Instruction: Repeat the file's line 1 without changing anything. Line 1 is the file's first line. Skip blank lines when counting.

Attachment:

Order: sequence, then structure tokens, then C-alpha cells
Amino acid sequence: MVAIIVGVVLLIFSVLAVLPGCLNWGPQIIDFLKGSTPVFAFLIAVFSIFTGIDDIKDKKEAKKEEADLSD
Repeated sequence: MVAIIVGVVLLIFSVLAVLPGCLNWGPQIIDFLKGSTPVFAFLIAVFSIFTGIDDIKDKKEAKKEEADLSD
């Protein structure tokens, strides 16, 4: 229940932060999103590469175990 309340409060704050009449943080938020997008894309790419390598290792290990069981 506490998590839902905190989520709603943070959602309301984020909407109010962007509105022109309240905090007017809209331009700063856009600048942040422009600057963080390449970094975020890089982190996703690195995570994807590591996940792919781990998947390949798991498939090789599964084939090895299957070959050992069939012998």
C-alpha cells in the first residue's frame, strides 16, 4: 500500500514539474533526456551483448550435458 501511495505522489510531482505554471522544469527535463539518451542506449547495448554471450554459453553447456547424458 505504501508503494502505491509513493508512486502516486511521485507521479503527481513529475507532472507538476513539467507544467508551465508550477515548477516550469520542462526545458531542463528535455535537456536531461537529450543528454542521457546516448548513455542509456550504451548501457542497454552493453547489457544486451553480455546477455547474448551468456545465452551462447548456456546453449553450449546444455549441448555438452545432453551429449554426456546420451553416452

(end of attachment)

Order: sequence, then structure tokens, then C-alpha cells